Law and DevelopmentSymposium

Between (Re-)Empowerment and (Hyper-) Conditionality

The Rise of Accountability-Driven Governance in Development Cooperation

Ever since David Trubek and Mark Galanter’s seminal ‘Scholars in Self-Estrangement’, which Philip Dann, during the seminar that gave rise to this post, aptly termed the ‘law and development movement’s defining moment’, there has been intense self-reflection by scholars on the role of law in and for ‘development’ and about the analytical and normative currency of this approach. And in line with the broader ‘turn to history’ in law, this …


Global South in Comparative Constitutional LawSymposium

Knowledge Production in Comparative Constitutional Law

Alterity – Contingency – Hybridity

The idea and the reality of the Global South represent different types of epistemological challenges to the disciplinary identity of comparative (constitutional) law. As a term, it is no more than two decades old, though its pedigree reaches back to the 1950s and the idea of a ‘third world’ which brought together Cold War developmental taxonomy with the earlier concept of a formerly excluded ‘third estate’ (tiers etat) staking a …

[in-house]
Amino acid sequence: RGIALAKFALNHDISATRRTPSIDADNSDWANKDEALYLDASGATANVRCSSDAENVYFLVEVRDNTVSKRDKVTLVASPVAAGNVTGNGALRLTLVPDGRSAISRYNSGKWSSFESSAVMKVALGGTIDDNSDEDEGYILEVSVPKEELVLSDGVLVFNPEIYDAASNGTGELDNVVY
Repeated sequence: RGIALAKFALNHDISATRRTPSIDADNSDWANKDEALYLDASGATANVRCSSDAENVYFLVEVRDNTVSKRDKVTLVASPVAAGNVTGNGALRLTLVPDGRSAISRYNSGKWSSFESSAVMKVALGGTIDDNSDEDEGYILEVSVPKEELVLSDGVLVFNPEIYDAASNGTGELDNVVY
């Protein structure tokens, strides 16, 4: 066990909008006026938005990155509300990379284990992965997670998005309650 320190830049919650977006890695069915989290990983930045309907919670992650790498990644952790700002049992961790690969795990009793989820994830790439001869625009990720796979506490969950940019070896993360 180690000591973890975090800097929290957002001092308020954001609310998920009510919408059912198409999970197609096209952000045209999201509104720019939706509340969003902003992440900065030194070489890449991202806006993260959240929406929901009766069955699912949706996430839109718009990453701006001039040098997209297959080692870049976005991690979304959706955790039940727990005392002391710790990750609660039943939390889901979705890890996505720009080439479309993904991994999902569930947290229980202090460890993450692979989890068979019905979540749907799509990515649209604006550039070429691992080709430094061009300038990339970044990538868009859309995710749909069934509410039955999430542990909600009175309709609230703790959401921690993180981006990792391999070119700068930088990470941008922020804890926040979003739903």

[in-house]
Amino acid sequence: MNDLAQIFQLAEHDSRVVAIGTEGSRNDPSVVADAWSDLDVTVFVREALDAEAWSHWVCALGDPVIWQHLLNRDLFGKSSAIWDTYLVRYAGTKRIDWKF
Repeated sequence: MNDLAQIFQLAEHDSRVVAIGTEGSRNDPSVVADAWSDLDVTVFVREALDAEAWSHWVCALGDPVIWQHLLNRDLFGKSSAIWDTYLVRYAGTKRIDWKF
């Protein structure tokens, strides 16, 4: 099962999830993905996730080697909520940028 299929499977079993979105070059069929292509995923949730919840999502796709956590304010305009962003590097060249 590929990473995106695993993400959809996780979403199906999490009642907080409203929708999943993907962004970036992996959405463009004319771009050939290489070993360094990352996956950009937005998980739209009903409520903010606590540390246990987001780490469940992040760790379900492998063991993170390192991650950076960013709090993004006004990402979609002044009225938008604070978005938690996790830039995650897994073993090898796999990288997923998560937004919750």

Rule of Law Goes GlobalSymposium

Revolution or Regression?

Law and Development after the ‘Rights Revolution’

‘Law and development’ is all over the place! Indeed, law as development has become a mantra of development discourse deeply entrechened in the programming of the multilateral financial institutions, international development agencies, and civil society organizations, so much so that rule of law promotion has, to an extent, become synonymous with development policy itself. Yet, behind the celebratory chorus of legal scholars-turned-development experts who endorse law as a toolkit for …